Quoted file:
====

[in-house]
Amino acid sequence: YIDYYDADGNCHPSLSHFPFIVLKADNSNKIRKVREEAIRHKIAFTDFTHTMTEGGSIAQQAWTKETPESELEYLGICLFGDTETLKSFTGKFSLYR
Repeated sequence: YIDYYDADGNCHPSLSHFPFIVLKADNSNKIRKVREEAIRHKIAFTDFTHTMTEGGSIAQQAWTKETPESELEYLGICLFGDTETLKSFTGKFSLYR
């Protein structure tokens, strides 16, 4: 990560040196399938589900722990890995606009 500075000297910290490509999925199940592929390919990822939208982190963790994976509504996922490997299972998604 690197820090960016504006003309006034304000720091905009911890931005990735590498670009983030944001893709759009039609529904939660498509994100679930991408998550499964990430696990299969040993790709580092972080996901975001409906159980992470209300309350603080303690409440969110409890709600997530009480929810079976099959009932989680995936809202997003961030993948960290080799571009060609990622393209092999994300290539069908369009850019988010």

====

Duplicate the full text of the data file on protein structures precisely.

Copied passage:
[in-house]
Amino acid sequence: YIDYYDADGNCHPSLSHFPFIVLKADNSNKIRKVREEAIRHKIAFTDFTHTMTEGGSIAQQAWTKETPESELEYLGICLFGDTETLKSFTGKFSLYR
Repeated sequence: YIDYYDADGNCHPSLSHFPFIVLKADNSNKIRKVREEAIRHKIAFTDFTHTMTEGGSIAQQAWTKETPESELEYLGICLFGDTETLKSFTGKFSLYR
């Protein structure tokens, strides 16, 4: 990560040196399938589900722990890995606009 500075000297910290490509999925199940592929390919990822939208982190963790994976509504996922490997299972998604 690197820090960016504006003309006034304000720091905009911890931005990735590498670009983030944001893709759009039609529904939660498509994100679930991408998550499964990430696990299969040993790709580092972080996901975001409906159980992470209300309350603080303690409440969110409890709600997530009480929810079976099959009932989680995936809202997003961030993948960290080799571009060609990622393209092999994300290539069908369009850019988010």